So busy. It’s like the old days. I am working. Due the current economic climate I hardly dare to turn anything down, just like the old days, but boy it makes me tired. Today was a welcome day off. Colm returned the book table yesterday. While it’s been at his workshop I have realised how much bigger the room seems without it. In the long term it’s a piece of furniture I could part with. In the short term it’s much too useful. Still, I felt inspired to cull some of the books normally housed in it. They have been taking up an impressive amount of space in their strong carrier bags in the corner of the living room.
I carried as many as I could to the Oxfam bookshop in Bloomsbury. Since coming home I have filled another bag, and put a selection aside for my great nieces. Some of the books are too old for them now, but they are growing up fast.
Others are old in a different way. Two big books on natural history belonged to my great grandfather and he has written his name on the flyleaf. How do others part with inscribed books like these? I foresee a day when the only books I own will belong to long dead relatives, most of whom I never met.
The news: Could it be bleaker? The war in Ukraine goes on with no end in sight. News of atrocities have become everyday. Here, the government says it cannot provide for everyone as the economy goes tits up. Which means what exactly? Will we become accustomed to mass homelessness and starvation, and primed to accept it as the only option? Dead people on the streets an everyday occurrence. Shrug and pass on until the day comes when we are those desperate, abandoned people. Laws are being passed which make the government unassailable. Those at the top cling on to power for power’s sake. They don’t even try to hide it, yet a compliant press published distracting non-stories on their front pages: family rifts between William and Harry as related by William’s ‘close friends’. He doesn’t need enemies then. Faux outrage that Keir Starmer has sympathy with striking rail workers. Who in their right mind wouldn’t have? Grant Schapps saying the last thing rail workers need to do is strike. Well Grant, what’s the first thing they should do then? Do tell. Strikes are not popular, they are disruptive, and that’s the point of them. And they are often the only effective way that continued grievance over pay and work conditions can be conveyed to an apathetic public, and a government which frankly does not care. Its indifference shown by its refusal to join last ditch talks. Cynical conniving bastards.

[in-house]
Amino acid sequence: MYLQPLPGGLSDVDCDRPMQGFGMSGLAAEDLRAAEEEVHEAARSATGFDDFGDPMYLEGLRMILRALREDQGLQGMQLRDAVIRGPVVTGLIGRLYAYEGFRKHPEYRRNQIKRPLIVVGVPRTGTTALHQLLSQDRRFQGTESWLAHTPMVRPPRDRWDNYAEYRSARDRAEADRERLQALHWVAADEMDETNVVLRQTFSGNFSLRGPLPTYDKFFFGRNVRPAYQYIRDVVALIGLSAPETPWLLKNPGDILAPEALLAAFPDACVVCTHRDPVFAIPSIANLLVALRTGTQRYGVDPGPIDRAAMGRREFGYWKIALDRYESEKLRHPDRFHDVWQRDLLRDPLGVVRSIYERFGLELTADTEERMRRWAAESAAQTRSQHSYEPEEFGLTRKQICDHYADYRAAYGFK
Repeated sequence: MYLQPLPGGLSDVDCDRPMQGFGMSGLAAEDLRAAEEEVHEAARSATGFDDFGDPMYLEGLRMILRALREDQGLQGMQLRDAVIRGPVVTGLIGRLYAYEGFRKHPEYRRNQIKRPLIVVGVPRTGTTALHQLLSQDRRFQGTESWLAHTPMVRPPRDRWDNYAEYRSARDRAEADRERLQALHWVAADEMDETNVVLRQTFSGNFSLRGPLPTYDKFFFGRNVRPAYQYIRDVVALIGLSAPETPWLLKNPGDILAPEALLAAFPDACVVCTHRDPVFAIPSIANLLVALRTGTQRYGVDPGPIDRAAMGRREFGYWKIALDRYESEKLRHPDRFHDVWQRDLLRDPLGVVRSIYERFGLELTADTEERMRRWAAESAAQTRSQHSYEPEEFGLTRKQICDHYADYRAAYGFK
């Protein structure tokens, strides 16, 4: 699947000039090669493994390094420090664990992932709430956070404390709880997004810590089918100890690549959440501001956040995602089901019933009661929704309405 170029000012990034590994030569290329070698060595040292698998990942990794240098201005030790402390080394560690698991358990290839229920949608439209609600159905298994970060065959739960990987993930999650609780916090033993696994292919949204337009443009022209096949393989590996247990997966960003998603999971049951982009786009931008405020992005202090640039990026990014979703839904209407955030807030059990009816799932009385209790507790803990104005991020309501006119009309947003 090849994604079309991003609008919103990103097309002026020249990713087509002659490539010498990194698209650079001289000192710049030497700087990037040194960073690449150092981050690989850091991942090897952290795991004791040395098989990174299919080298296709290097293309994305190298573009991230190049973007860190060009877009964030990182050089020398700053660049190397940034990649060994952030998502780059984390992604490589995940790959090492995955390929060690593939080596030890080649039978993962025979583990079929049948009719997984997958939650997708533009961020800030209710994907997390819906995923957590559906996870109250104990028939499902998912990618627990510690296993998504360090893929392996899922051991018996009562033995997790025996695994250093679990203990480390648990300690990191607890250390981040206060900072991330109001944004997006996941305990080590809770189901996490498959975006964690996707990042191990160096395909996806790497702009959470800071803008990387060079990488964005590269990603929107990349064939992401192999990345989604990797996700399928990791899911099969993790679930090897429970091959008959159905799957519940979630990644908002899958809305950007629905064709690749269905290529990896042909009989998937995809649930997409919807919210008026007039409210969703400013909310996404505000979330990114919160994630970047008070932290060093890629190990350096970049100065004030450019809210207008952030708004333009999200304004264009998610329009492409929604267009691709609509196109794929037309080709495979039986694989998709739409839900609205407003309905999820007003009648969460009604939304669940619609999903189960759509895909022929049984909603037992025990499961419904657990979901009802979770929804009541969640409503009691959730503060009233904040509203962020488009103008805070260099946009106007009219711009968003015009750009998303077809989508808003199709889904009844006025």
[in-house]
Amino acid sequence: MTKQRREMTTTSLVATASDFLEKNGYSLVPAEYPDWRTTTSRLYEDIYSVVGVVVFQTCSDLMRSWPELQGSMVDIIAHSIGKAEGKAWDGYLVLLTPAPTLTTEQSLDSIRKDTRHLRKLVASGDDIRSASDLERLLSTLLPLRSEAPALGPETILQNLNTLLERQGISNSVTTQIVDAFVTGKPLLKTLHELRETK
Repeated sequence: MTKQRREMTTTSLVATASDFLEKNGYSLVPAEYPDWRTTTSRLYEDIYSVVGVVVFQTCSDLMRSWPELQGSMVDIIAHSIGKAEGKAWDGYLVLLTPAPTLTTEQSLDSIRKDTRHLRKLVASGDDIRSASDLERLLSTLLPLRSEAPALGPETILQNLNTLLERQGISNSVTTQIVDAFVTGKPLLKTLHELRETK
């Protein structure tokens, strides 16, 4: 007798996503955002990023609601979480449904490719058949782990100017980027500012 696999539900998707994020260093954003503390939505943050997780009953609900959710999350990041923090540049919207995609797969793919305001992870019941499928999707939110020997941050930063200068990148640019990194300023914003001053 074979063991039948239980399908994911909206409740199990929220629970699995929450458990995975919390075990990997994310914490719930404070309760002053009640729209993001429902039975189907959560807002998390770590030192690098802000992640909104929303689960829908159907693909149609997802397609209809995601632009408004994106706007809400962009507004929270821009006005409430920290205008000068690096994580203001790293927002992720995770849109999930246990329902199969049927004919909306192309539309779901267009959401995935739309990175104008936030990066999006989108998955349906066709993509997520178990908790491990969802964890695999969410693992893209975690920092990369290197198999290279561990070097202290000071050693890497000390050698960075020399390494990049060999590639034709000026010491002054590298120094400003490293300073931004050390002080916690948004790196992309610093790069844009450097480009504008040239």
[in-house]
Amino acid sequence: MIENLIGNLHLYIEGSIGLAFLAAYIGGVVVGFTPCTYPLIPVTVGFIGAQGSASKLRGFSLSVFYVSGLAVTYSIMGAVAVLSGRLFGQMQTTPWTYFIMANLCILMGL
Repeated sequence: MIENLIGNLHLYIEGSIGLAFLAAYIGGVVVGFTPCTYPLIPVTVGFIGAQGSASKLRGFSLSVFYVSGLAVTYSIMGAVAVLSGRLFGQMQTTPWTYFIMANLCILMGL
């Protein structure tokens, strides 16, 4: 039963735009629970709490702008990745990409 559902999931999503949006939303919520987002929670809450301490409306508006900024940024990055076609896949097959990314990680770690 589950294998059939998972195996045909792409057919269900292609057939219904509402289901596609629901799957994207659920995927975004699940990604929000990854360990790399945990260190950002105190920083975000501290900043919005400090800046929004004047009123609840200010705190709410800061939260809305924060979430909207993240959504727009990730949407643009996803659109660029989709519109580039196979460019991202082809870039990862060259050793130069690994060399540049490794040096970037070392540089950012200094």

Boris Johnson has so far stayed out of prison, as indeed has Trump which seems daily more improbable, but surely it’s only a matter of time. Oh no, I’m forgetting the new laws. Johnson’s inviolate. Nadine Dorries (if you live in another country than the UK and have never heard of heard Ms Dorries, thank your lucky stars) will be the person who decides what should be censored from our news feeds. Read about it here. It seems someone has jumped the gun. A story about Boris Johnson trying to get Carrie Symonds a £100,000 per annum job when he was at the Foreign Office, a story which was reported in the newspapers, has disappeared both the Times and the Mail online. Well what a surprise.
Fortunately The Outlaws has returned for a second series, and as it’s starting in less than five minutes, I am stopping here.